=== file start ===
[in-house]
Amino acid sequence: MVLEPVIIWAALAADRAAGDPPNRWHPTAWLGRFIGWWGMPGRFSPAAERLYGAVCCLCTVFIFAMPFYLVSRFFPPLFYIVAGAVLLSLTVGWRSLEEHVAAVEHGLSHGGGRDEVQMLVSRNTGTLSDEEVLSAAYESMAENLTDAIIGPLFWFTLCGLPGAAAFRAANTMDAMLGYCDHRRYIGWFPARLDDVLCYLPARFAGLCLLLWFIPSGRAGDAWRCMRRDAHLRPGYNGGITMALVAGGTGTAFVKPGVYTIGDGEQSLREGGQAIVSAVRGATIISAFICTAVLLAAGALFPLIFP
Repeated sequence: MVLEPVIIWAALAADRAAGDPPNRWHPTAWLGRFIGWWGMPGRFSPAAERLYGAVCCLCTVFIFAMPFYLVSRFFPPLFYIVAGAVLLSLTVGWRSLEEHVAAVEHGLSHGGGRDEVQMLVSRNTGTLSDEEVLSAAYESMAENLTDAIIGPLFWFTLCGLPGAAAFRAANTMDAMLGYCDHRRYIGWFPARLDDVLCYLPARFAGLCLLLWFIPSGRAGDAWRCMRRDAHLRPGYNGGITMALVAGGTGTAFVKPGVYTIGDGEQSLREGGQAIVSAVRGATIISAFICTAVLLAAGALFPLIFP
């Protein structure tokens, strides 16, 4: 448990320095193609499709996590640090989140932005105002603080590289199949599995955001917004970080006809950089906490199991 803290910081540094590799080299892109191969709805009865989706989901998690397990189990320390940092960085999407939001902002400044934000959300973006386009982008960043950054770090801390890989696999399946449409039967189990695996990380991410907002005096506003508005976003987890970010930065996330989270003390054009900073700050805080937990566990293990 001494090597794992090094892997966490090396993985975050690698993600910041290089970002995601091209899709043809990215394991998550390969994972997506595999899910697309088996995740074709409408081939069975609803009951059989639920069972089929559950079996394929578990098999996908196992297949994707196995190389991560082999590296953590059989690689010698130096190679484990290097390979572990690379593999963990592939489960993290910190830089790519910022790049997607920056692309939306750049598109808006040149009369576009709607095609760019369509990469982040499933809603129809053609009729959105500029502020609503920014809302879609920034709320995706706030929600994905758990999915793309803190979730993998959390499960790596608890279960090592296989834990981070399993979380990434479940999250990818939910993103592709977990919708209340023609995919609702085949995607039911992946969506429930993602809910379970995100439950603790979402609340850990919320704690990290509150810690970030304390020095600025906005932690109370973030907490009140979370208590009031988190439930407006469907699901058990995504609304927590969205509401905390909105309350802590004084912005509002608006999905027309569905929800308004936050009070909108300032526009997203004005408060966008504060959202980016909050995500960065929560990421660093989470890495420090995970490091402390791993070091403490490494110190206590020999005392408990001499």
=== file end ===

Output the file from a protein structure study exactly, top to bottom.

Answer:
[in-house]
Amino acid sequence: MVLEPVIIWAALAADRAAGDPPNRWHPTAWLGRFIGWWGMPGRFSPAAERLYGAVCCLCTVFIFAMPFYLVSRFFPPLFYIVAGAVLLSLTVGWRSLEEHVAAVEHGLSHGGGRDEVQMLVSRNTGTLSDEEVLSAAYESMAENLTDAIIGPLFWFTLCGLPGAAAFRAANTMDAMLGYCDHRRYIGWFPARLDDVLCYLPARFAGLCLLLWFIPSGRAGDAWRCMRRDAHLRPGYNGGITMALVAGGTGTAFVKPGVYTIGDGEQSLREGGQAIVSAVRGATIISAFICTAVLLAAGALFPLIFP
Repeated sequence: MVLEPVIIWAALAADRAAGDPPNRWHPTAWLGRFIGWWGMPGRFSPAAERLYGAVCCLCTVFIFAMPFYLVSRFFPPLFYIVAGAVLLSLTVGWRSLEEHVAAVEHGLSHGGGRDEVQMLVSRNTGTLSDEEVLSAAYESMAENLTDAIIGPLFWFTLCGLPGAAAFRAANTMDAMLGYCDHRRYIGWFPARLDDVLCYLPARFAGLCLLLWFIPSGRAGDAWRCMRRDAHLRPGYNGGITMALVAGGTGTAFVKPGVYTIGDGEQSLREGGQAIVSAVRGATIISAFICTAVLLAAGALFPLIFP
């Protein structure tokens, strides 16, 4: 448990320095193609499709996590640090989140932005105002603080590289199949599995955001917004970080006809950089906490199991 803290910081540094590799080299892109191969709805009865989706989901998690397990189990320390940092960085999407939001902002400044934000959300973006386009982008960043950054770090801390890989696999399946449409039967189990695996990380991410907002005096506003508005976003987890970010930065996330989270003390054009900073700050805080937990566990293990 001494090597794992090094892997966490090396993985975050690698993600910041290089970002995601091209899709043809990215394991998550390969994972997506595999899910697309088996995740074709409408081939069975609803009951059989639920069972089929559950079996394929578990098999996908196992297949994707196995190389991560082999590296953590059989690689010698130096190679484990290097390979572990690379593999963990592939489960993290910190830089790519910022790049997607920056692309939306750049598109808006040149009369576009709607095609760019369509990469982040499933809603129809053609009729959105500029502020609503920014809302879609920034709320995706706030929600994905758990999915793309803190979730993998959390499960790596608890279960090592296989834990981070399993979380990434479940999250990818939910993103592709977990919708209340023609995919609702085949995607039911992946969506429930993602809910379970995100439950603790979402609340850990919320704690990290509150810690970030304390020095600025906005932690109370973030907490009140979370208590009031988190439930407006469907699901058990995504609304927590969205509401905390909105309350802590004084912005509002608006999905027309569905929800308004936050009070909108300032526009997203004005408060966008504060959202980016909050995500960065929560990421660093989470890495420090995970490091402390791993070091403490490494110190206590020999005392408990001499």